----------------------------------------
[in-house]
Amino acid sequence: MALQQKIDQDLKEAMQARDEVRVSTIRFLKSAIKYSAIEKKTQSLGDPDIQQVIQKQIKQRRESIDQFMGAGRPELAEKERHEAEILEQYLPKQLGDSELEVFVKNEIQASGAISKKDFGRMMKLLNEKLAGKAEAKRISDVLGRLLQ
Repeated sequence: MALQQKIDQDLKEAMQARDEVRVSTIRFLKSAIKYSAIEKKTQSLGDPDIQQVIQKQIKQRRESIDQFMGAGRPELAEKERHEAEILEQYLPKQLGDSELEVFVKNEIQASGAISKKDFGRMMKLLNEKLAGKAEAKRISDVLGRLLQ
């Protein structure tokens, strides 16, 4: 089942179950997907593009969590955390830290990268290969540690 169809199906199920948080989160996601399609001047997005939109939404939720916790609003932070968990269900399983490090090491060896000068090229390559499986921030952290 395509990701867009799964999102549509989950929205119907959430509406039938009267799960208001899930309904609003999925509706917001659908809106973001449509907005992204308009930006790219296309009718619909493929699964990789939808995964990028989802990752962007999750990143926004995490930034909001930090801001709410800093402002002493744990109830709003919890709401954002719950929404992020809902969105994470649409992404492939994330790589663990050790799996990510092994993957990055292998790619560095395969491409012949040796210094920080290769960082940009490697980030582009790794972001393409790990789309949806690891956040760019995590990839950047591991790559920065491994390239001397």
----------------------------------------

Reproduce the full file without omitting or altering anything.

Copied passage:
[in-house]
Amino acid sequence: MALQQKIDQDLKEAMQARDEVRVSTIRFLKSAIKYSAIEKKTQSLGDPDIQQVIQKQIKQRRESIDQFMGAGRPELAEKERHEAEILEQYLPKQLGDSELEVFVKNEIQASGAISKKDFGRMMKLLNEKLAGKAEAKRISDVLGRLLQ
Repeated sequence: MALQQKIDQDLKEAMQARDEVRVSTIRFLKSAIKYSAIEKKTQSLGDPDIQQVIQKQIKQRRESIDQFMGAGRPELAEKERHEAEILEQYLPKQLGDSELEVFVKNEIQASGAISKKDFGRMMKLLNEKLAGKAEAKRISDVLGRLLQ
């Protein structure tokens, strides 16, 4: 089942179950997907593009969590955390830290990268290969540690 169809199906199920948080989160996601399609001047997005939109939404939720916790609003932070968990269900399983490090090491060896000068090229390559499986921030952290 395509990701867009799964999102549509989950929205119907959430509406039938009267799960208001899930309904609003999925509706917001659908809106973001449509907005992204308009930006790219296309009718619909493929699964990789939808995964990028989802990752962007999750990143926004995490930034909001930090801001709410800093402002002493744990109830709003919890709401954002719950929404992020809902969105994470649409992404492939994330790589663990050790799996990510092994993957990055292998790619560095395969491409012949040796210094920080290769960082940009490697980030582009790794972001393409790990789309949806690891956040760019995590990839950047591991790559920065491994390239001397």